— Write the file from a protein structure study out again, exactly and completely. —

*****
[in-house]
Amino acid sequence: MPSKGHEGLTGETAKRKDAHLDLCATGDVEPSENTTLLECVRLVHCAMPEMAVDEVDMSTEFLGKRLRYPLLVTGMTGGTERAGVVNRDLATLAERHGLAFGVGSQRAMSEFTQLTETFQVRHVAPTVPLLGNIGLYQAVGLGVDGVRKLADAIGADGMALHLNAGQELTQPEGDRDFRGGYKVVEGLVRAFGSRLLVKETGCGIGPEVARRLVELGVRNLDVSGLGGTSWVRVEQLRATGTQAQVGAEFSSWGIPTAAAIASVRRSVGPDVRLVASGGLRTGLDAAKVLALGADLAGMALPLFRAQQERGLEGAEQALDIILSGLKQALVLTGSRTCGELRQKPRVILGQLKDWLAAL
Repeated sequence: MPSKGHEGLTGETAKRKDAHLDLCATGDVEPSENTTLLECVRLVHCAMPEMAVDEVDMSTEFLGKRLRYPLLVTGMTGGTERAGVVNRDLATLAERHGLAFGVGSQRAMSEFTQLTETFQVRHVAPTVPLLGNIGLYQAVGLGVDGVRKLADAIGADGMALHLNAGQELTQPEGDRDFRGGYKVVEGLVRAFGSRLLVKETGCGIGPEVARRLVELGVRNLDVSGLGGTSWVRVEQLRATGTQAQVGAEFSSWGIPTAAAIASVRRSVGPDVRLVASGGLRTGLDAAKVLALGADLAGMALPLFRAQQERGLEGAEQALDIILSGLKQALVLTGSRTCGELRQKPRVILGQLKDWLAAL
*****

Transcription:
[in-house]
Amino acid sequence: MPSKGHEGLTGETAKRKDAHLDLCATGDVEPSENTTLLECVRLVHCAMPEMAVDEVDMSTEFLGKRLRYPLLVTGMTGGTERAGVVNRDLATLAERHGLAFGVGSQRAMSEFTQLTETFQVRHVAPTVPLLGNIGLYQAVGLGVDGVRKLADAIGADGMALHLNAGQELTQPEGDRDFRGGYKVVEGLVRAFGSRLLVKETGCGIGPEVARRLVELGVRNLDVSGLGGTSWVRVEQLRATGTQAQVGAEFSSWGIPTAAAIASVRRSVGPDVRLVASGGLRTGLDAAKVLALGADLAGMALPLFRAQQERGLEGAEQALDIILSGLKQALVLTGSRTCGELRQKPRVILGQLKDWLAAL
Repeated sequence: MPSKGHEGLTGETAKRKDAHLDLCATGDVEPSENTTLLECVRLVHCAMPEMAVDEVDMSTEFLGKRLRYPLLVTGMTGGTERAGVVNRDLATLAERHGLAFGVGSQRAMSEFTQLTETFQVRHVAPTVPLLGNIGLYQAVGLGVDGVRKLADAIGADGMALHLNAGQELTQPEGDRDFRGGYKVVEGLVRAFGSRLLVKETGCGIGPEVARRLVELGVRNLDVSGLGGTSWVRVEQLRATGTQAQVGAEFSSWGIPTAAAIASVRRSVGPDVRLVASGGLRTGLDAAKVLALGADLAGMALPLFRAQQERGLEGAEQALDIILSGLKQALVLTGSRTCGELRQKPRVILGQLKDWLAAL